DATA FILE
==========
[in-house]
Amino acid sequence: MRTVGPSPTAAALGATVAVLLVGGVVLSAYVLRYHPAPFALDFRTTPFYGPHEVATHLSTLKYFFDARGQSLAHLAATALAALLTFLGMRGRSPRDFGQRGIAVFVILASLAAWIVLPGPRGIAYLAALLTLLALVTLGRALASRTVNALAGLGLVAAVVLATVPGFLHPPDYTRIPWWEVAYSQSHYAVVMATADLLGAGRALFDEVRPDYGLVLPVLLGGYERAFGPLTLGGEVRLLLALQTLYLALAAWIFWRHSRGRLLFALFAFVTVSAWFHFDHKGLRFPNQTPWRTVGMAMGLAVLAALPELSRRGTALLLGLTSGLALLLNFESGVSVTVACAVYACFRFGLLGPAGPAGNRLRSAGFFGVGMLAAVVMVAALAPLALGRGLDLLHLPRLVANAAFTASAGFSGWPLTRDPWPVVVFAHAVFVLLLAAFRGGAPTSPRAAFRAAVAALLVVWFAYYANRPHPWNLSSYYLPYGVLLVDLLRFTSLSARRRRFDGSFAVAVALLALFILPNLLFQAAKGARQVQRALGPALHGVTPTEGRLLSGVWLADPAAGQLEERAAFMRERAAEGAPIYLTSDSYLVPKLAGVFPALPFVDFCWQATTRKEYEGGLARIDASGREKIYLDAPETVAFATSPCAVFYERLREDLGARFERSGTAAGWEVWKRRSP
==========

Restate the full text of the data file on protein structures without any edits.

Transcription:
[in-house]
Amino acid sequence: MRTVGPSPTAAALGATVAVLLVGGVVLSAYVLRYHPAPFALDFRTTPFYGPHEVATHLSTLKYFFDARGQSLAHLAATALAALLTFLGMRGRSPRDFGQRGIAVFVILASLAAWIVLPGPRGIAYLAALLTLLALVTLGRALASRTVNALAGLGLVAAVVLATVPGFLHPPDYTRIPWWEVAYSQSHYAVVMATADLLGAGRALFDEVRPDYGLVLPVLLGGYERAFGPLTLGGEVRLLLALQTLYLALAAWIFWRHSRGRLLFALFAFVTVSAWFHFDHKGLRFPNQTPWRTVGMAMGLAVLAALPELSRRGTALLLGLTSGLALLLNFESGVSVTVACAVYACFRFGLLGPAGPAGNRLRSAGFFGVGMLAAVVMVAALAPLALGRGLDLLHLPRLVANAAFTASAGFSGWPLTRDPWPVVVFAHAVFVLLLAAFRGGAPTSPRAAFRAAVAALLVVWFAYYANRPHPWNLSSYYLPYGVLLVDLLRFTSLSARRRRFDGSFAVAVALLALFILPNLLFQAAKGARQVQRALGPALHGVTPTEGRLLSGVWLADPAAGQLEERAAFMRERAAEGAPIYLTSDSYLVPKLAGVFPALPFVDFCWQATTRKEYEGGLARIDASGREKIYLDAPETVAFATSPCAVFYERLREDLGARFERSGTAAGWEVWKRRSP